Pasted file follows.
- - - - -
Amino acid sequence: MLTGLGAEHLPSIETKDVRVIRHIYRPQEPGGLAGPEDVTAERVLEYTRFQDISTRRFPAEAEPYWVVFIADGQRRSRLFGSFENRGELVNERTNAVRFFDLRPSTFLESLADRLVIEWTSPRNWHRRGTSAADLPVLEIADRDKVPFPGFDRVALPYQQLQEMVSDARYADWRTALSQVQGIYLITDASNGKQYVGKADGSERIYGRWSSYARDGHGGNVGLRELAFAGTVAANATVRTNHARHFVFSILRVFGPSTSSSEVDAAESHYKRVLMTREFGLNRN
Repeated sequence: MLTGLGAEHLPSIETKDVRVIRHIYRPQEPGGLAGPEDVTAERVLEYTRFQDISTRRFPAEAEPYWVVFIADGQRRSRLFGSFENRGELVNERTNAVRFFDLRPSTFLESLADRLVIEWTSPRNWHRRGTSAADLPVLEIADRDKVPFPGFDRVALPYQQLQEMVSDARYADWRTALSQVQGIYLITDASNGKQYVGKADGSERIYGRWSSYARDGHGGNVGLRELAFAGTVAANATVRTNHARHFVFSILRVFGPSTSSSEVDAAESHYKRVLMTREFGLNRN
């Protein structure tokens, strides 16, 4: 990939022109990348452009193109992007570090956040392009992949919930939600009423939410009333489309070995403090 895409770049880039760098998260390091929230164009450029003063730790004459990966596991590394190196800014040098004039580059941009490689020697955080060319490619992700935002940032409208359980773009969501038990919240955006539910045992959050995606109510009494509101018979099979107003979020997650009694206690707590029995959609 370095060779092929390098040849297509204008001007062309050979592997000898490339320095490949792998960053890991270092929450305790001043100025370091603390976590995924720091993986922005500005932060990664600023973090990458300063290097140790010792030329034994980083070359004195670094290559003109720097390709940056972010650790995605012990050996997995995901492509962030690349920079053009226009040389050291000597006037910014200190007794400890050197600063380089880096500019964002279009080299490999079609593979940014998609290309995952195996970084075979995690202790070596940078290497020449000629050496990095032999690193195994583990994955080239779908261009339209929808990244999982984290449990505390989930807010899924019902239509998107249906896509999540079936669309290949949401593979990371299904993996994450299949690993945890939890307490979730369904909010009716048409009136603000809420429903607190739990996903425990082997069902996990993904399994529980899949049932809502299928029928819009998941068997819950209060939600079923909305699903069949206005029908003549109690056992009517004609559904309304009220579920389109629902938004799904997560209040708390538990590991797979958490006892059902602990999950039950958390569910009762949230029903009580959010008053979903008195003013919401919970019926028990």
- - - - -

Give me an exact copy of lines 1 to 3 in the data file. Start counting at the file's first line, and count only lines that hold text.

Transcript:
Amino acid sequence: MLTGLGAEHLPSIETKDVRVIRHIYRPQEPGGLAGPEDVTAERVLEYTRFQDISTRRFPAEAEPYWVVFIADGQRRSRLFGSFENRGELVNERTNAVRFFDLRPSTFLESLADRLVIEWTSPRNWHRRGTSAADLPVLEIADRDKVPFPGFDRVALPYQQLQEMVSDARYADWRTALSQVQGIYLITDASNGKQYVGKADGSERIYGRWSSYARDGHGGNVGLRELAFAGTVAANATVRTNHARHFVFSILRVFGPSTSSSEVDAAESHYKRVLMTREFGLNRN
Repeated sequence: MLTGLGAEHLPSIETKDVRVIRHIYRPQEPGGLAGPEDVTAERVLEYTRFQDISTRRFPAEAEPYWVVFIADGQRRSRLFGSFENRGELVNERTNAVRFFDLRPSTFLESLADRLVIEWTSPRNWHRRGTSAADLPVLEIADRDKVPFPGFDRVALPYQQLQEMVSDARYADWRTALSQVQGIYLITDASNGKQYVGKADGSERIYGRWSSYARDGHGGNVGLRELAFAGTVAANATVRTNHARHFVFSILRVFGPSTSSSEVDAAESHYKRVLMTREFGLNRN
């Protein structure tokens, strides 16, 4: 990939022109990348452009193109992007570090956040392009992949919930939600009423939410009333489309070995403090 895409770049880039760098998260390091929230164009450029003063730790004459990966596991590394190196800014040098004039580059941009490689020697955080060319490619992700935002940032409208359980773009969501038990919240955006539910045992959050995606109510009494509101018979099979107003979020997650009694206690707590029995959609 370095060779092929390098040849297509204008001007062309050979592997000898490339320095490949792998960053890991270092929450305790001043100025370091603390976590995924720091993986922005500005932060990664600023973090990458300063290097140790010792030329034994980083070359004195670094290559003109720097390709940056972010650790995605012990050996997995995901492509962030690349920079053009226009040389050291000597006037910014200190007794400890050197600063380089880096500019964002279009080299490999079609593979940014998609290309995952195996970084075979995690202790070596940078290497020449000629050496990095032999690193195994583990994955080239779908261009339209929808990244999982984290449990505390989930807010899924019902239509998107249906896509999540079936669309290949949401593979990371299904993996994450299949690993945890939890307490979730369904909010009716048409009136603000809420429903607190739990996903425990082997069902996990993904399994529980899949049932809502299928029928819009998941068997819950209060939600079923909305699903069949206005029908003549109690056992009517004609559904309304009220579920389109629902938004799904997560209040708390538990590991797979958490006892059902602990999950039950958390569910009762949230029903009580959010008053979903008195003013919401919970019926028990």